Though, I admit, part of why I read Zimmermann her delightfully wry and chatty style. She's a marvelous read.(less)
"Shit yes, Zamira Drakasha, leaping across the gap between burning ships with twin sabers in hand to kick in some fucking heads and sail off into the...more"Shit yes, Zamira Drakasha, leaping across the gap between burning ships with twin sabers in hand to kick in some fucking heads and sail off into the sunset with her toddlers in her arms and a hold full of plundered goods, is a wish-fulfillment fantasy from hell. I offer her up on a silver platter with a fucking bow on top; I hope she amuses and delights."
I read The Lies of Locke Lamora solely so I could have the background to read Red Seas Under Red Skies for the sole purpose of seeing this character on the strength of this comment alone. Obviously Lynch writes well.
And my God, yes. Drakasha amuses and delights.
Oh yeah, the REST of the novel that isn't about her is magnificent, too. I loved Lies, but this is even better. I laughed, I cried.
I'm looking to see if there is another. Treat yourself. It's fantastic.(less)
The novel that started it all. There is quite a bit of evolution in the character of Miles Flint from this to the series we know and love, but it's st...moreThe novel that started it all. There is quite a bit of evolution in the character of Miles Flint from this to the series we know and love, but it's still excellent and lays a great groundwork.(less)
This is not a "learn to knit" book at all. I would encourage anyone considering the book to make sure you can at least make something that requires so...moreThis is not a "learn to knit" book at all. I would encourage anyone considering the book to make sure you can at least make something that requires some shaping (increases, decreases and all that) before picking it up.
But *after* that?
Get it! Get it! Getit!
If nothing else, it's a funny read. When discussing how to make steeks (she doesn't use the term, but it is a technique in which you make a sweater in the round and then *cut* your precious knitting to sew in the sleeves), she advises, "Cut on the basting, then lie down in a darkened room for fifteen minutes to recover." The book is loaded with little comments like that.
Mrs. Zimmerman saw knitting as an art and a creative process and did not feel that being creative was a trait reserved for the elite. She constantly encourages one to "cheat" to fix problems, or find solutions to make the garment work.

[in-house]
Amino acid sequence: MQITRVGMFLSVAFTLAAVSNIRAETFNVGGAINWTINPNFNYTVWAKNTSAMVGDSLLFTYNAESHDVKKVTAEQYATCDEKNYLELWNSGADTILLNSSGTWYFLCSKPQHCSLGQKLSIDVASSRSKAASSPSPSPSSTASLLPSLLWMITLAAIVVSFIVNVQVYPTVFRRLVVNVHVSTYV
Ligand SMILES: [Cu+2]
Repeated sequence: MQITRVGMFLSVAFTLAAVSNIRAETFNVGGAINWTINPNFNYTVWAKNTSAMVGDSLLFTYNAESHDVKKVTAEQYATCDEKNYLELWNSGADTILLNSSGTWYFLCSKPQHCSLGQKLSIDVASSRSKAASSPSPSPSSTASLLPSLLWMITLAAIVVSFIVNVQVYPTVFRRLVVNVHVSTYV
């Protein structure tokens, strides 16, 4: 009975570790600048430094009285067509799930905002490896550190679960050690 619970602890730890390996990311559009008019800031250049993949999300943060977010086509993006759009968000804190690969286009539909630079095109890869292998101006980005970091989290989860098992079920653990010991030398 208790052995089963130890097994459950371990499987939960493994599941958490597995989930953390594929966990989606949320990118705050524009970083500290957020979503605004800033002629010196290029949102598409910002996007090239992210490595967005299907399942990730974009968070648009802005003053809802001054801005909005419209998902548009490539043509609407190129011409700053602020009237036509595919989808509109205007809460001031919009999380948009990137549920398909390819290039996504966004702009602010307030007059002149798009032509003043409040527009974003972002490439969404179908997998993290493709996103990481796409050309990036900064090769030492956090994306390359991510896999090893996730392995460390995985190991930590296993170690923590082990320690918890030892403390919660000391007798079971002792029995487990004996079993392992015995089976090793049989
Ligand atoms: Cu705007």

I share Mrs. Zimmerman's dislike of seaming sweaters, so the techniques she has taught for knitting them in the round make me very happy, indeed!(less)
Since about a third of the book extols the stash, I figured a third of this review should, too. The other parts of the book do have some excellent kni...moreSince about a third of the book extols the stash, I figured a third of this review should, too. The other parts of the book do have some excellent knitting advice, though, and McPhee does write some entertaining prose.
This book has lead me to the conclusion that I am not a real knitter. I have a yarn stash, yes. It’s contained in one, one bin in the bottom of my closet and is mostly made of leftover yarn from former projects. If I go to a yarn store, I know exactly what I need for my current project, and I buy exactly that. I do not fondle yarn. I’m not in love with yarn. While I do prefer 100% wool for my knitting, friends, Wool of the Andes is my go-to yarn.1 I don’t fondle the skeins and think about what the yarn “wants” to be. I think about what I want to make, then select the appropriate yarn. It’s not that I don’t love good construction materials. I live in Northern New England and there is a reason I love wool!
But apparently the real knitter has a stash that’s big enough to be embarrassing, but not so embarrassing that there isn’t a bit of brag going on. The real knitter hides how much one spends on yarn from partners. The real knitter could happily use the stash as a mattress. The real knitter is obsessed in yarn stores, fondles the different yarns and consults with it so that it is possible to discover what that yarn wants to be.
I admit it. I’m not a real knitter. I just make sweaters and socks and hats with sticks and string.(less)